But not because of the technology, nor because it took place in SecondLife, was live-streamed on BlogTv and covered by IM, chat, and bloggers while it was going on. Nor because it gave some teenage resident of Teen SecondLife the opportunity to ask these two CEOs a direct question about ethics and society.
It was a breakthrough hour because it was a public, accessible*, not "insider-baseball" discussion of what philanthropy can do to improve the world. Real world issues were brought up. Misters Fanton and Rosedale were asked: What about the Iraq war? What about environmental damage? How can kids hold adults accountable? They answered honestly. Sometimes the answer was "Nothing. There is nothing we can do." Sometimes the answer was "Maybe virtual world residents can come together, develop an organized movement to advocate for U.S. participation in the International Criminal Court, and then move that into the real world - get the U.S. involved." Those are real, meaningful answers. Well done.
(Several participants did a great job of capturing the event, including the questions asked - check these blogs and notes.)
Philip Rosedale has spoken often and eloquently about the role of SecondLife as a platform for its participants. As he puts it, "It is the residents of SecondLife that make the world work." SecondLife is trying to be, as Rosedale says, "an empowering platform for individuals."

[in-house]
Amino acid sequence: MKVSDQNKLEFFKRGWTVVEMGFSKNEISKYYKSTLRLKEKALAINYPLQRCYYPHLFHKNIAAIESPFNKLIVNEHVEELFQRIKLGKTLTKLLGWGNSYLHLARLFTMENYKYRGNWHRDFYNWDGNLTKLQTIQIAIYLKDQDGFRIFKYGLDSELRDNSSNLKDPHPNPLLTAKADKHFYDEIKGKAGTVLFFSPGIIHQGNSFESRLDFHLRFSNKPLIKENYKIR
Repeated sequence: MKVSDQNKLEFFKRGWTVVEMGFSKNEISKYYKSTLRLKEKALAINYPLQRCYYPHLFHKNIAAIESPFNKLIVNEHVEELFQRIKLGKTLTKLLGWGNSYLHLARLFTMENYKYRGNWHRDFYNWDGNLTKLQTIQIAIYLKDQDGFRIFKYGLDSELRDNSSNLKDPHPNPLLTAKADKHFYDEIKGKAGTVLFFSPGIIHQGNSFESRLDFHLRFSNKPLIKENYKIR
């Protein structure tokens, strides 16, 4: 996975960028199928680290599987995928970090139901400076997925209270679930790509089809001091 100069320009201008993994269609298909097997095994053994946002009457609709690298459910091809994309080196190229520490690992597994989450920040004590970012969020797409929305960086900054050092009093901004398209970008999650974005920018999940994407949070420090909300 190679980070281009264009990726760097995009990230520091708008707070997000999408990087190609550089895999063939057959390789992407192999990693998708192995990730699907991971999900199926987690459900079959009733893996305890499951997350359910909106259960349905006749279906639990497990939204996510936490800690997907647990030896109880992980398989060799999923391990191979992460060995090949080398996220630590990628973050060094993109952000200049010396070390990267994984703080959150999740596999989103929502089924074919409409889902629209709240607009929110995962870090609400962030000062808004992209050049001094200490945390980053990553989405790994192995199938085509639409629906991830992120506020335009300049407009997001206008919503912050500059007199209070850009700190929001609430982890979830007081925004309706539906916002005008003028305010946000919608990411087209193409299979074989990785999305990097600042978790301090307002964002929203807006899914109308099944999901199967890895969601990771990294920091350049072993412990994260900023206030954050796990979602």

This strikes me as both a compelling metaphor for - even an aspirational, structurally different - goal for philanthropy. Imagine if philanthropy sought to be an "empowering platform for individuals (and organizations) to make change."
I realize this might sound easy. In fact, it almost sounds like the Ford Foundation's old tagline, "A resource for innovative people everywhere." Michael Milken also speaks to this point when he describes his philanthropy, so maybe we are headed in this direction.
But to really be a platform for individuals, where the participants decide how to do things, where the successful organizations are only those that help residents succeed, where feedback loops are tight, fast, and respected - these are new ways for philanthropic institutions to act. A good start, a conversation with anyone who could get there, was made today. I hope the Foundation and its partners are successful in achieving their goals: listening to new voices, providing means for isolated groups to get together, offering support for creative solutions "in world" that might transfer to "real life." The conversation started - lets hope (and help) it continues.
*It wasn't accessible to everyone. I spoke with at least two people who tried to get into the conference and found that SecondLife crashed their computers. These are folks with good hardware. So hats off to MacArthur/USC for making the webcast available and here is a multimedia reference to the event. And, to those who didn't/couldn't get in, try again. Its a whole new world - it takes some practice. In true acts of altruism, there are lots of avatars waiting to help you learn your way around.
If you want to read what teens in SL had to say during the MacArthur Philanthropy event you can read our blog post about it here: http://www.holymeatballs.org/2007/06/sl_locations_for_the_philip_li.html
A comment from one teen in particular summed up the effect the event had on many who participated. "After hearing the conversation Phillip had today, I just feel like I want to be part of something to help mankind."
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